East Village – the Athlete’s Village during the Games – will also play a key role. It will be converted to housing, with some 4000 properties becoming available to Londoners by mid-2014. Other developments include 900 family homes in the Chobham Manor area in the north east of the park. Five neighbourhoods in with 7,000 homes are scheduled to open; 42 per cent of which will be family homes, 35 per cent affordable housing.

Social infrastructure is also planned: three schools (two primary and one secondary); nine nurseries; two walk-in health centres; one primary care health centre; and community, leisure and  cultural facilities are all on the cards. Jonathan Kendall, director of urban design at Fletcher Priest, the master planner of East Village, points to the accelerated time frame as a positive legacy of the Games: ‘The development of the housing and community spaces of the village would have taken 20 to 30 years to build in a non-Olympic world; the Olympics have condensed delivery to seven years.’  The architecture of the estate is not immediately lovable: 10-storey blocks in
a repetitive scheme that lacks a sense of warmth. But Kendall believes a sense of community will develop over time. ‘In Barcelona there are retail and commercial spaces on the lower levels of the village but the end result is an area that feels a bit sterile. We’ve gone for front doors instead. We’re emulating the London grain, the London typology,’ Kendall says.
The architectural planning may have been inspired by developments such as Maida Vale but the result – a dense
grid of high blocks – is not typical of the area in which two-storey terraces are still the norm.
‘I think we’ll be able to measure the success of the legacy by how much the edges blur between the new and the existing,’ says Kendall. ‘At the moment there’s an internal completeness, but there’s no getting away from the physical distance between this estate and the existing world. I hope a seamlessness will follow over time. In Barcelona you can’t quite tell where the edge of the park is, and that’s part of the success.’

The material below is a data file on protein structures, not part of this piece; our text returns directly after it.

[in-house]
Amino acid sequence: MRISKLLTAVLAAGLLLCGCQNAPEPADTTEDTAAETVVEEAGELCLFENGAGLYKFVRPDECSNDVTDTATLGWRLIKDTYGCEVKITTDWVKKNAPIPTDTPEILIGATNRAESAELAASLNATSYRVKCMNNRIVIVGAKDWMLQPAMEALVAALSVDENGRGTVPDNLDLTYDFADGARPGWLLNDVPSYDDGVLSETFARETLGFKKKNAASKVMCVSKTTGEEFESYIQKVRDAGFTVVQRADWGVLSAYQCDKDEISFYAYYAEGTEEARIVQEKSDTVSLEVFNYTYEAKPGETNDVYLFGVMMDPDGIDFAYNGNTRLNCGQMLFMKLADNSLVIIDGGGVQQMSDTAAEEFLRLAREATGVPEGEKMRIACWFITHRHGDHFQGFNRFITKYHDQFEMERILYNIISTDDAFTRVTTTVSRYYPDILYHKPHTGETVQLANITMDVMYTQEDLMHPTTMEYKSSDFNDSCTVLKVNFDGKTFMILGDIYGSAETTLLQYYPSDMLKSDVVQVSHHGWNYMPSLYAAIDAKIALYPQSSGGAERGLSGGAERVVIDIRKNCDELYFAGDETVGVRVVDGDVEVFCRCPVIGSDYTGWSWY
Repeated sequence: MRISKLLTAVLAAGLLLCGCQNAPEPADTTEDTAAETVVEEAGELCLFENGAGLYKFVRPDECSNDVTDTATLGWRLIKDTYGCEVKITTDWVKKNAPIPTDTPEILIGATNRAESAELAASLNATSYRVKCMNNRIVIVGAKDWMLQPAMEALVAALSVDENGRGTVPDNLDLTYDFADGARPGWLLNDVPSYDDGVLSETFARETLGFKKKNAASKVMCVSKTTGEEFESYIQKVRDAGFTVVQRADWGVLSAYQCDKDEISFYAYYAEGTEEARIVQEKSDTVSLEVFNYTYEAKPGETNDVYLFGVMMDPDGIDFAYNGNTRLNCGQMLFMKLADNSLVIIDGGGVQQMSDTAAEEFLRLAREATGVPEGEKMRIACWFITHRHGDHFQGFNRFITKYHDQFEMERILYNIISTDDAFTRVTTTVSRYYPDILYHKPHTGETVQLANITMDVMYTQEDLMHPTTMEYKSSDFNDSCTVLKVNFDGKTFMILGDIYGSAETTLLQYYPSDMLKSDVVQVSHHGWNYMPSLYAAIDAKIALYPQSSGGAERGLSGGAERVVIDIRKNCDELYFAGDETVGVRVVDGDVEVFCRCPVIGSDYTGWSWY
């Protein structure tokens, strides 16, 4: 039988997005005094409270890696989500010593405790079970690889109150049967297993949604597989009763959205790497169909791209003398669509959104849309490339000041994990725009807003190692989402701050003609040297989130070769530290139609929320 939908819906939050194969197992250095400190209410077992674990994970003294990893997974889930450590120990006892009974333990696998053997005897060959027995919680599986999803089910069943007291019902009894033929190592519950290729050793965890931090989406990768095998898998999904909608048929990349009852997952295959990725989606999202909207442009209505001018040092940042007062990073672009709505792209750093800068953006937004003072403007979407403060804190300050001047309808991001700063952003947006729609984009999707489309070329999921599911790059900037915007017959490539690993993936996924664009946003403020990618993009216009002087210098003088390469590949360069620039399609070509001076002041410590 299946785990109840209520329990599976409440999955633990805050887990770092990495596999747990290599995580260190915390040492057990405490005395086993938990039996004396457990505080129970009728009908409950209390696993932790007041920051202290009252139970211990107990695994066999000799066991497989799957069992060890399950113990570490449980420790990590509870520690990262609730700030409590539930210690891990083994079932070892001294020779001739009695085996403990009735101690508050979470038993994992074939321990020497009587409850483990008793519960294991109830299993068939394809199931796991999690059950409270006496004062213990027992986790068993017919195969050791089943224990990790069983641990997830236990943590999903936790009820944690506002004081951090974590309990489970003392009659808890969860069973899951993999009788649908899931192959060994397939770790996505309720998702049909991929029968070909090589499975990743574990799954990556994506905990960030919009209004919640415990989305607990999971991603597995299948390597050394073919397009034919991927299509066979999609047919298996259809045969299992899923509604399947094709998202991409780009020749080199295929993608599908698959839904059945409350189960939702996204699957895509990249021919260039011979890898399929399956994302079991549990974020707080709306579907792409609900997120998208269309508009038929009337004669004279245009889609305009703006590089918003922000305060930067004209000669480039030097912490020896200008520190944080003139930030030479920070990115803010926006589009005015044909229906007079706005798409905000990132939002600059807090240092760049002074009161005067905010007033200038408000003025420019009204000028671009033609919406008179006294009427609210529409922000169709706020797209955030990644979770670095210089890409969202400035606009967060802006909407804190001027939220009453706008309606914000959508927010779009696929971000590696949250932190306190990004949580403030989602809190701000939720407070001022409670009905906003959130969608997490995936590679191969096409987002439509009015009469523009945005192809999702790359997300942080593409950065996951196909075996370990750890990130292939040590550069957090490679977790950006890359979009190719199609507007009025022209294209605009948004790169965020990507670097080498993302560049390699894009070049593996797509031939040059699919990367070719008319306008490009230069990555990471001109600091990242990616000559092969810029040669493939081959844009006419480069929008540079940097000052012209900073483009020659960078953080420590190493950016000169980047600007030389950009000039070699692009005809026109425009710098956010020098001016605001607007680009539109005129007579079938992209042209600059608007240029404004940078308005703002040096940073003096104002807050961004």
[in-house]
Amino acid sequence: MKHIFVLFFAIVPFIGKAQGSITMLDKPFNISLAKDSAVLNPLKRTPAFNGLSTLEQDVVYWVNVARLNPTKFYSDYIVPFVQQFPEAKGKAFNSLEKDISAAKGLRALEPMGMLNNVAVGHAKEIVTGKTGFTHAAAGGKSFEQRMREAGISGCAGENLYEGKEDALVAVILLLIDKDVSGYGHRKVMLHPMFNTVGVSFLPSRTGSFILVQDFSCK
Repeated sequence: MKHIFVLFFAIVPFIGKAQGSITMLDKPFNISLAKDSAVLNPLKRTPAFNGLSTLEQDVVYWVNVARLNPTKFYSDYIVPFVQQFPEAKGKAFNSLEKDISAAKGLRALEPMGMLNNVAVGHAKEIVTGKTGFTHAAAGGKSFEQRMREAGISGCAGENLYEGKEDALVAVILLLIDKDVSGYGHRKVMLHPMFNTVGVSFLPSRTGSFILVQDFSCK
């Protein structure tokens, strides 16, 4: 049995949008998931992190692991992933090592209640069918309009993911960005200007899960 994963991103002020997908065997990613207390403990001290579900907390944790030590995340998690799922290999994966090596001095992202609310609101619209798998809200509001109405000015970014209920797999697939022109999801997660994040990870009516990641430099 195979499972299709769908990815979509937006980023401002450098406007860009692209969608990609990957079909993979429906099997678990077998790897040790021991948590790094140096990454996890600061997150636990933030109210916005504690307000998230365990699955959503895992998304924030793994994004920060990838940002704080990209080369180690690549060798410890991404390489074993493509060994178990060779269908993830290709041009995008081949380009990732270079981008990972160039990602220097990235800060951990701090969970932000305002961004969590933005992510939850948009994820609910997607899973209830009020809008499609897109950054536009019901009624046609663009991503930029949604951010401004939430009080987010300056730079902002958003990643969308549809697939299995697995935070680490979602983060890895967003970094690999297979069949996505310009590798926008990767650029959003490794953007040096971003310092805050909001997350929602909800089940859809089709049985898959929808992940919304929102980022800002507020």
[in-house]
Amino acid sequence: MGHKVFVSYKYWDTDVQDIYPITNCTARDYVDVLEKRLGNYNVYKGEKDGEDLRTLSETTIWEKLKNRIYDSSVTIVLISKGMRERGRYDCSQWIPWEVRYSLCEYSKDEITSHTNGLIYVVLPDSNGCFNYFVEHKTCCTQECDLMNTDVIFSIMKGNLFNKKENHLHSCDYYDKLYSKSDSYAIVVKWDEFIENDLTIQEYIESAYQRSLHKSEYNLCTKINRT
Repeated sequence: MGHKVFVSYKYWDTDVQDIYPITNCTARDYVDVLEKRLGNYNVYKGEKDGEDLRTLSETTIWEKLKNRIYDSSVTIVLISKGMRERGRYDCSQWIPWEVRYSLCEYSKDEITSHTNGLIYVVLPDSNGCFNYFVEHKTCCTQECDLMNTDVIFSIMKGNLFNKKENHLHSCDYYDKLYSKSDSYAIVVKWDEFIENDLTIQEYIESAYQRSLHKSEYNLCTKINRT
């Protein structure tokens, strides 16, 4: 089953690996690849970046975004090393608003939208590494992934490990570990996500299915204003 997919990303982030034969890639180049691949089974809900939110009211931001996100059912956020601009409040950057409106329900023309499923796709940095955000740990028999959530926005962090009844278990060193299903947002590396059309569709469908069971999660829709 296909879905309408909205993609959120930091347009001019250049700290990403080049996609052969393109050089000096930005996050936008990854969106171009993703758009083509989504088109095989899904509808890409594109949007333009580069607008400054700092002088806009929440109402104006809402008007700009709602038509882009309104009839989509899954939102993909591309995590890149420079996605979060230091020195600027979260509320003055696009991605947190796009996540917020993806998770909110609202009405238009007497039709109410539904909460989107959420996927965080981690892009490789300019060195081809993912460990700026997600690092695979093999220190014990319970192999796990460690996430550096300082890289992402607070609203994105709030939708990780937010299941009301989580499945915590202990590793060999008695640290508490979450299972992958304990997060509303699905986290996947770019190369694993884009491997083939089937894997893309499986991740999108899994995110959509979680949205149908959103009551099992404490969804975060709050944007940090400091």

The village will be handed over to its new owner, Qatari Diar, by March 2014. Some 30 per cent has been designated as affordable – the true measure of legacy may well be how affordable it actually ends up being for the economically deprived communities that border the area.  ‘Legacy isn’t just about whether  a development is economically sustainable but also about whether it delivers community cohesion, how it transforms the built environment and how it transforms how it feels to live in the area,’ says Iain Macrury, director of the London East Research Institute. ‘It’s important to measure factors such as the reputation of the area, community displacement or development, transformation of physical space and the way the city is used. We should be looking at livability surveys after the Games that assess the urban realm, who lives there, how it feels to live there, and how people use it.’
Clark concurs that measuring legacy outcomes is not straightforward. Economically, he says, it looks like there’ll be some success at least. According to an April 2012 report from property agent CBRE, £1.6bn has been invested in East London over the past two years, and
Clark believes there’s ‘a palpable boost of investment in the area’ pointing  to investments in homes and retail developments. ‘And we’re seeing a physical infrastructure legacy too, with power lines, Underground and road building. The social legacy though is rather more uncertain,’ he says. And, as Macrury points out: ‘Legacy won’t just happen.’ To be a success it needs ongoing stewardship, investment and management. After the Games we need to capitalise on the money that’s been invested and make sure we deliver
on-going regeneration, social and community support.’